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|Single by Charlie Daniels|
|from the album Honey in the Rock|
|Genre||Country, talking blues|
|Label||Kama Sutra 576
(U.S. 7" single)
"Uneasy Rider" is a 1973 song written and performed by American singer and multi-instrumentalist Charlie Daniels. It consists of a narrative spoken over a guitar melody, and is sometimes considered a novelty song. It was released as a single and appeared on Daniels' album Honey in the Rock which is also sometimes known as Uneasy Rider.
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The narrator protagonist of "Uneasy Rider" is a long-haired marijuana smoker driving a Chevrolet with a "peace sign, mag wheels, and four on the floor." The song is a spoken-word description of an interlude in a trip from a non-specified location in the Southern United States to Los Angeles, California. When one of the narrator's tires goes flat in Jackson, Mississippi, he stops and waits at a "redneck" bar where he encounters several local residents who question his manners, physical appearance, and choice of car. In order to extricate himself from a potential physical altercation, the narrator accuses one of the locals of being a spy by claiming him to be a member of the FBI who is removing George Wallace bumper stickers, is infiltrating the Ku Klux Klan, voted for George McGovern, and is a Communist. The man defends himself by saying he's lived in Jackson all of his life and is a member of the Antioch Baptist Church and the John Birch Society. The narrator then manages to escape from the bar just as his tire is repaired; after chasing the rednecks around with his car for a short time, he decides to head due north as fast as he can, opting to reroute his path to Los Angeles through Arkansas and Omaha, Nebraska.
The lyrics reflect cultural divisions in the Southern United States in the early 1970s between the counterculture of the 1960s and more traditional Southern culture. Unlike with most country music of the time, Daniels' protagonist is a member of the counterculture.
The song's title, which doesn't appear in the lyrics, is a play on the film Easy Rider, which follows two counterculture motorcyclists on a journey in the opposite direction, from Los Angeles to New Orleans, Louisiana and eventually to Florida.
Daniels' counterculture attitude was consistent with that of others in the outlaw country music movement but is in contrast to his later white supremacist attitudes expressed in songs such as 1989's "Simple Man."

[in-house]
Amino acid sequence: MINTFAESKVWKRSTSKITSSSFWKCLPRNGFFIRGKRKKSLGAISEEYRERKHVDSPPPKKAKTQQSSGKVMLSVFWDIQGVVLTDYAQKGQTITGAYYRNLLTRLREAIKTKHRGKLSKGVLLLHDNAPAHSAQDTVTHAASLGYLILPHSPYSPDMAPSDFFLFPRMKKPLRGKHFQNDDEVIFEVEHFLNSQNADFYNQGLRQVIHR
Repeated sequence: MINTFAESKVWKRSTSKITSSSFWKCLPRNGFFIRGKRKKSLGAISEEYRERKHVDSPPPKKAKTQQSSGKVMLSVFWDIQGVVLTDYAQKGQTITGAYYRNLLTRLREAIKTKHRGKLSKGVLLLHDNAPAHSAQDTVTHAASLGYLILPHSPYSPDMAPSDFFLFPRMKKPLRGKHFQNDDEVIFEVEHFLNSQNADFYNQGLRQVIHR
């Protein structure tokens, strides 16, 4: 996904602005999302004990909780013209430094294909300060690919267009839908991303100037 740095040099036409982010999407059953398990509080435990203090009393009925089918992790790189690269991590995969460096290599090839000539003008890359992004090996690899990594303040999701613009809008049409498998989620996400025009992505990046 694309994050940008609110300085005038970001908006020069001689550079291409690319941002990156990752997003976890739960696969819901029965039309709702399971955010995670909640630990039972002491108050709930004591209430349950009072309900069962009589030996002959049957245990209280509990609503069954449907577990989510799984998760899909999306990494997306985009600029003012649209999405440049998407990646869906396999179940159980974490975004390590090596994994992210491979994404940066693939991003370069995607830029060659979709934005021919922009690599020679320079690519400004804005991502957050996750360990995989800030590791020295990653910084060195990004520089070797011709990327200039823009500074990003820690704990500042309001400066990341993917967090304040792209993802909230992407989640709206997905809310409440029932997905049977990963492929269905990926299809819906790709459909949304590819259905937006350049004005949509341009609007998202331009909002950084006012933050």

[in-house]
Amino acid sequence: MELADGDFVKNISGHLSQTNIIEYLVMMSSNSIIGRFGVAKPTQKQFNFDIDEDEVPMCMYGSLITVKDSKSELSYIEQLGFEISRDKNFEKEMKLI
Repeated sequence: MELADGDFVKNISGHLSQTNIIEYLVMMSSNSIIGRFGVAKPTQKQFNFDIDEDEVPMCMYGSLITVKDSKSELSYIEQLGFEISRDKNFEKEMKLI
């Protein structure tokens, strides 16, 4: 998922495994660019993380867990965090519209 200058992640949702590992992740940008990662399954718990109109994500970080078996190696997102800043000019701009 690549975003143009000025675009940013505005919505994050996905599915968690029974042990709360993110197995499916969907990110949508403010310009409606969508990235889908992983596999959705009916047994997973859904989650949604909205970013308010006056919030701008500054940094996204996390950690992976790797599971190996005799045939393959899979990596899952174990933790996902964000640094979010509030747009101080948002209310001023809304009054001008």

|U.S. Billboard Hot Country Singles & Tracks||67|
|U.S. Billboard Hot 100||9|
|Canadian RPM Country Tracks||69|
|Canadian RPM Top Singles||18|
Uneasy Rider '88
|"Uneasy Rider '88"|
|Single by The Charlie Daniels Band|
|from the album Homesick Heroes|
|Recorded||May 4, 1988|
The Charlie Daniels Band's 1988 album Homesick Heroes featured the single "Uneasy Rider '88" that was musically and thematically similar to "Uneasy Rider" but with a story set in a Houston, Texas gay bar.
Two men decide to travel to New Orleans, Louisiana to party but on the way get pulled over by a police officer for speeding. They decide to stop at the Cloud 9 Bar and Grill in Houston, Texas. The narrator reacts violently to a sexual overture from a customer, which instigates a fight with the locals.
His friend joins in, and - during the fight - learns that the good looking gal that he'd been dancing with was a crossdresser. The narrator and his friend then struggle to leave the bar amid the fight and get into their vehicle and speed away and then get pulled over by the same police officer who stopped them earlier. They end up in a county jail where the narrator then swears off drinking and partying.
- Later releases from Charlie Daniels are credited to "the Charlie Daniels Band" including compilations featuring "Uneasy Rider" but the single and the album were originally credited to "Charlie Daniels."